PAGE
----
Monty Python's Spamalot Comes to D.C.'s Warner Theatre
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The last date listed for Monty Python's Spamalot was Sunday March 18, 2012 / 7:00pm.
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Hilarious, then sad, then hilariously sad (and sadly hilarious), the panels of A Softer World, one… More
Reviews & Ratings
Featured review from KatrinaRed Velvet
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It was 2 hours of non-stop laughter! This was by far the most entertaining show we've seen in a long time, probably ever. The actors were outrageously funny with amusing dance numbers and hysterically funny and clever songs. The costumes and sets were perfect! If you missed it, be sure to see it next time.
Quotes & Highlights
For videos, photos, a synopsis and more, visit the official Spamalot website.
Killer rabbits, flatulent Frenchmen, flying cows and the Knights of the Round Table populate Monty Python’s Spamalot, the multiple Tony Award-winning musical based on Monty Python and the Holy Grail and co-written by former Python Eric Idle. The show tells the legendary tale of King Arthur’s quest to find the Holy Grail, with a few twists. Along with the aforementioned rabbits and Frenchmen, there’s also a 50 percent chance of pestilence and famine as Arthur, traveling with his servant Patsy, recruits several knights to accompany him on his quest, including Sir Bedevere, Sir Robin, Sir Lancelot and Sir Galahad. They meet such characters as the Lady of the Lake, Prince Herbert, Tim the Enchanter, Not Dead Fred, the Black Knight and the Knights who say Ni in this hilarious musical.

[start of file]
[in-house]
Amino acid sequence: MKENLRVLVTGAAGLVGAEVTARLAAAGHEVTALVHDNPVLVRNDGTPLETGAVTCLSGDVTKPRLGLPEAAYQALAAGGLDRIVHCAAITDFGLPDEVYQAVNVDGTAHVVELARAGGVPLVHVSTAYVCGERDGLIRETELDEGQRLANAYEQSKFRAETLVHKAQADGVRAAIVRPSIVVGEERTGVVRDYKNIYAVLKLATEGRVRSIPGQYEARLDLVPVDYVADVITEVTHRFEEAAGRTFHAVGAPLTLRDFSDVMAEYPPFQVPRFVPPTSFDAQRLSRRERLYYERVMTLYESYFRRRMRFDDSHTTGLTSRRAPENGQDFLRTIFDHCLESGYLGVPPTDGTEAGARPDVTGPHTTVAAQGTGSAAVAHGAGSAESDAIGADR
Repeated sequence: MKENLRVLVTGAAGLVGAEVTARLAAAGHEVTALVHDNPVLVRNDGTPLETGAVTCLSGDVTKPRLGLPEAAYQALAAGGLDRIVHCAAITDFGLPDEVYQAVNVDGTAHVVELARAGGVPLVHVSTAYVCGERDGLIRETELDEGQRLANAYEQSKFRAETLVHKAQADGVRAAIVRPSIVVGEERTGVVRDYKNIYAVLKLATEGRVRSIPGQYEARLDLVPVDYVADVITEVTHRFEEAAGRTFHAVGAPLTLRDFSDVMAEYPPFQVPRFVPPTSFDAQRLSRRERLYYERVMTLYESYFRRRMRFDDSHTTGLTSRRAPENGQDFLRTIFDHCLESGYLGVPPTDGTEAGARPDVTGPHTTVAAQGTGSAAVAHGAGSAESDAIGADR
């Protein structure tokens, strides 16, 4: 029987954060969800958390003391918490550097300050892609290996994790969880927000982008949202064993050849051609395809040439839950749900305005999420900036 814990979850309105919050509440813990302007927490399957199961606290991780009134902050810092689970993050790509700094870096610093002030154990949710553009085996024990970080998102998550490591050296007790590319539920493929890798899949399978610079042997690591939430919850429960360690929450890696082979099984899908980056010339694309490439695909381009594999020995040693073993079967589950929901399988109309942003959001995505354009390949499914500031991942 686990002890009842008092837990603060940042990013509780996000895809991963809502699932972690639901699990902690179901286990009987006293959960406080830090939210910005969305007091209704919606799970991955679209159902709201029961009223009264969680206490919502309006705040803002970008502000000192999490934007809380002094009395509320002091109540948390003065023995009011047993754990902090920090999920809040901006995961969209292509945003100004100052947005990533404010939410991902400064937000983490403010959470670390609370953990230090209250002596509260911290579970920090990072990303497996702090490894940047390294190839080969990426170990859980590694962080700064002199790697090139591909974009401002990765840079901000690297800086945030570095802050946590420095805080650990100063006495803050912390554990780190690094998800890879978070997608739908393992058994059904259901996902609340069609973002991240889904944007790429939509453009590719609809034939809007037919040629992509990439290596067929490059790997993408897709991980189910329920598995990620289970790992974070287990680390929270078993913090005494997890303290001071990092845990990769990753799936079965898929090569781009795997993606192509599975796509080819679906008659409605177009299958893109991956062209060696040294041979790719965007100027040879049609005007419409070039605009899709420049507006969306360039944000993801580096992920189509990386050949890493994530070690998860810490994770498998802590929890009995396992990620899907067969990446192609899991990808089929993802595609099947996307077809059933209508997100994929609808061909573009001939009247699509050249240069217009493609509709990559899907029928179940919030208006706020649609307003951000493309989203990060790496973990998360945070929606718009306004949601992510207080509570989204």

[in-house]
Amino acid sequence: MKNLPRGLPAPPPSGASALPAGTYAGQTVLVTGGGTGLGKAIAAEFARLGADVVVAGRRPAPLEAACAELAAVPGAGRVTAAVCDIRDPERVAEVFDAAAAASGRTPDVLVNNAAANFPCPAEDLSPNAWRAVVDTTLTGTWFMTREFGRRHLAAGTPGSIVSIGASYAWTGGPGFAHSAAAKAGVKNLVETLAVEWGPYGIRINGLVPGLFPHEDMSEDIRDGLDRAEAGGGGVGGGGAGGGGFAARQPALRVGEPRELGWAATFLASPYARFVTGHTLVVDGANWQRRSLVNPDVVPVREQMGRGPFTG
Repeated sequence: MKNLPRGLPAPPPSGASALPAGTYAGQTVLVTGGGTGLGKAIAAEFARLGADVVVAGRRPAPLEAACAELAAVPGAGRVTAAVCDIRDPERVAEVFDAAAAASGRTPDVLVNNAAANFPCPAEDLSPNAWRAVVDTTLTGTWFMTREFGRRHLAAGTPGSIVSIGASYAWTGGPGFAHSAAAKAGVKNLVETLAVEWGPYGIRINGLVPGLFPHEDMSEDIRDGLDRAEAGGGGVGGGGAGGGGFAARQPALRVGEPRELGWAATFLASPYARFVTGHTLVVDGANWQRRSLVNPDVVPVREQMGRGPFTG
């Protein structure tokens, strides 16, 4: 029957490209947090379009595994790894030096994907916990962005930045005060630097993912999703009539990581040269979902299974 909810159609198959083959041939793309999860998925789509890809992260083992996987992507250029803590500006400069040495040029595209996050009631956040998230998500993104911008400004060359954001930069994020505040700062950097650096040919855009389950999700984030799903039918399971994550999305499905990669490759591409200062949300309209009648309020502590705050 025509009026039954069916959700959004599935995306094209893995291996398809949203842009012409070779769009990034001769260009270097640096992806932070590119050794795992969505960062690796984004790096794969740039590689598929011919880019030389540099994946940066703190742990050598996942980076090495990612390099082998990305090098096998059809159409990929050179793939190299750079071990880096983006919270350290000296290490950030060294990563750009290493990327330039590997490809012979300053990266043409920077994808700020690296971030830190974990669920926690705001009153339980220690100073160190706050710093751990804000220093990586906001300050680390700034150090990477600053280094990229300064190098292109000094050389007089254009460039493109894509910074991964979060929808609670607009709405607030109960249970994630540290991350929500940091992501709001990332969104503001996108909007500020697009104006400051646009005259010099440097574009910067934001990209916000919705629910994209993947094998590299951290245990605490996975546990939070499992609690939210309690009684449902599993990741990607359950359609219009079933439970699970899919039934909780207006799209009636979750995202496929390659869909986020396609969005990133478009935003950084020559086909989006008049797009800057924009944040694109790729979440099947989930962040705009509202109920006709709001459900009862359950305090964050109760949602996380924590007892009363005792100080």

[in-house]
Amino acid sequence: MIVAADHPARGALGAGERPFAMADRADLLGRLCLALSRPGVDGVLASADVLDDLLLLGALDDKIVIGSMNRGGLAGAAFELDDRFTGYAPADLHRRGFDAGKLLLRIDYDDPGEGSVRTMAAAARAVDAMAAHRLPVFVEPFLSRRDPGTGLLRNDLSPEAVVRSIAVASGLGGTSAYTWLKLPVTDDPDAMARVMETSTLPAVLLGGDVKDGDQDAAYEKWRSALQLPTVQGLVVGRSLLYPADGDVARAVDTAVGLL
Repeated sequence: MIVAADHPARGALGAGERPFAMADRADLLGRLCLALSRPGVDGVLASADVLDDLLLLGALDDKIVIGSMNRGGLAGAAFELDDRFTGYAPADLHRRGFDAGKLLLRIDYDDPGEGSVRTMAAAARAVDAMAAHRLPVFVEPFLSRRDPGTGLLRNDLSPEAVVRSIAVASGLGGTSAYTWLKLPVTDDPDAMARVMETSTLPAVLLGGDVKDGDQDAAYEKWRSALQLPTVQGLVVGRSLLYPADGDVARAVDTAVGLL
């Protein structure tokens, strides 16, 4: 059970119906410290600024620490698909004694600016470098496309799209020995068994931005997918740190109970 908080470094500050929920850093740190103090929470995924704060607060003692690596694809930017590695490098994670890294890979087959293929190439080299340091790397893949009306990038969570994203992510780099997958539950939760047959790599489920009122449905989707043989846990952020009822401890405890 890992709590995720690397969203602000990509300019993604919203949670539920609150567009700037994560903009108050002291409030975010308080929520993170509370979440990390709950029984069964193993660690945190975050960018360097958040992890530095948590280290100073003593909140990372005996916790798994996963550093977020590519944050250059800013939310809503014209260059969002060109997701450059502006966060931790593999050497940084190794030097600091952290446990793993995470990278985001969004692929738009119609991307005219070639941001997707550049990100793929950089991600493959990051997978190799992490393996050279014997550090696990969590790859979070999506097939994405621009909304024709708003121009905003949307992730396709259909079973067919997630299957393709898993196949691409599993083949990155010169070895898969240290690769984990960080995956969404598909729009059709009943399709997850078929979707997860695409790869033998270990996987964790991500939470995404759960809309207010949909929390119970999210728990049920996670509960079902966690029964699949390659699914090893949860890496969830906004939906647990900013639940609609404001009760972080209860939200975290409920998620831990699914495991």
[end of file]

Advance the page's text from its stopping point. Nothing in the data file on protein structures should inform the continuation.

Running time is approximately 2 hours 10 minutes, with one 20-minute intermission. Content is not recommended for audience members younger than 13.
About the Ticket Supplier: Warner Theatre
The Warner’s special place in the history of Washington began in the 1920s when dozens of grand theaters and moviehouses lit up downtown. Built first for vaudeville and silent movies, the Theatre was opened as the Earle Theatre in 1924.
The Earle switched to a movies-only policy in 1945 and in 1947, owner Harry Warner, one of the Hollywood’s Warner Brothers, visited Washington and told his tour guide Julian Brylawski (one of the original builders) that since he owned the theatre, his name should be on the marquee. Thus the Earle Theatre became the Warner Theatre.